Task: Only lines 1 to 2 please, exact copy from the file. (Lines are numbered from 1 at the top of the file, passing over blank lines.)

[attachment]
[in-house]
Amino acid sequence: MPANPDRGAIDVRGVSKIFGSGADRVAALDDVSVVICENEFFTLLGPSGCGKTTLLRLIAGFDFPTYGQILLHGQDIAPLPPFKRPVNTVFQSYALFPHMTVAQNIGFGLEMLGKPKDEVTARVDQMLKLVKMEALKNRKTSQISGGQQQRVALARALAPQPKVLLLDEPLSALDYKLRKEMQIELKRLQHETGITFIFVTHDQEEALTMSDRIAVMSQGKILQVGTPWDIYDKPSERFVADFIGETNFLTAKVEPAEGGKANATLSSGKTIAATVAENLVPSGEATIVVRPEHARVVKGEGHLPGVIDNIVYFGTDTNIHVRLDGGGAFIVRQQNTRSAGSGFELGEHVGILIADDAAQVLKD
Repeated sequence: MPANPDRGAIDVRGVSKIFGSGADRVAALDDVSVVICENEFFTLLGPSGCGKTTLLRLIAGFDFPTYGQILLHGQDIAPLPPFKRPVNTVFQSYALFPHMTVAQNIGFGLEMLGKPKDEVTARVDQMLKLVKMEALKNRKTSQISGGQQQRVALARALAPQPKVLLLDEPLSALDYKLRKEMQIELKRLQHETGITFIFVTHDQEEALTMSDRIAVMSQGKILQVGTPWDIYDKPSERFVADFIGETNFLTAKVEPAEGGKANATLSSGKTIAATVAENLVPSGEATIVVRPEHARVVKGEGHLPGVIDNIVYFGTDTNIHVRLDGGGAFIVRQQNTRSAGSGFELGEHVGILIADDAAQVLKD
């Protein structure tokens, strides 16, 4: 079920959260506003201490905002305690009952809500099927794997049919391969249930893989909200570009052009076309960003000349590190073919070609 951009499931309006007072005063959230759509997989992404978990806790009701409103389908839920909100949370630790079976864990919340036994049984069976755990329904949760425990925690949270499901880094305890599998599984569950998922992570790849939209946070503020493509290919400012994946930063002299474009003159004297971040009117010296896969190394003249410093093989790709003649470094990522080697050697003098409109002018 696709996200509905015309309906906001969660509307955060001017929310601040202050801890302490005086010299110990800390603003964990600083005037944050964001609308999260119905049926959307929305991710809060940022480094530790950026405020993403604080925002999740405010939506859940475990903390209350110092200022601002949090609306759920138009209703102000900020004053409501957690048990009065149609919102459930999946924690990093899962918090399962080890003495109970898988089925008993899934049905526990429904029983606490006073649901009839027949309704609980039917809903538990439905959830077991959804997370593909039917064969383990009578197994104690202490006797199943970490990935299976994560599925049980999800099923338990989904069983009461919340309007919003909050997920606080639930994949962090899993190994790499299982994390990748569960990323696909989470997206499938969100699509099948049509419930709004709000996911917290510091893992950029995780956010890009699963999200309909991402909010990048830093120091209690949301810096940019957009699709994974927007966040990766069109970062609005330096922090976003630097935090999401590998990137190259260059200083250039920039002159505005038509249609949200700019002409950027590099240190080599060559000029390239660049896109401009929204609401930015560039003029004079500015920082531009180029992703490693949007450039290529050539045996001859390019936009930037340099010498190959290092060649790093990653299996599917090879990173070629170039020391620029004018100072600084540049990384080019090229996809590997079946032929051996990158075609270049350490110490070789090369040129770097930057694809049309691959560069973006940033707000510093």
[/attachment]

[in-house]
Amino acid sequence: MPANPDRGAIDVRGVSKIFGSGADRVAALDDVSVVICENEFFTLLGPSGCGKTTLLRLIAGFDFPTYGQILLHGQDIAPLPPFKRPVNTVFQSYALFPHMTVAQNIGFGLEMLGKPKDEVTARVDQMLKLVKMEALKNRKTSQISGGQQQRVALARALAPQPKVLLLDEPLSALDYKLRKEMQIELKRLQHETGITFIFVTHDQEEALTMSDRIAVMSQGKILQVGTPWDIYDKPSERFVADFIGETNFLTAKVEPAEGGKANATLSSGKTIAATVAENLVPSGEATIVVRPEHARVVKGEGHLPGVIDNIVYFGTDTNIHVRLDGGGAFIVRQQNTRSAGSGFELGEHVGILIADDAAQVLKD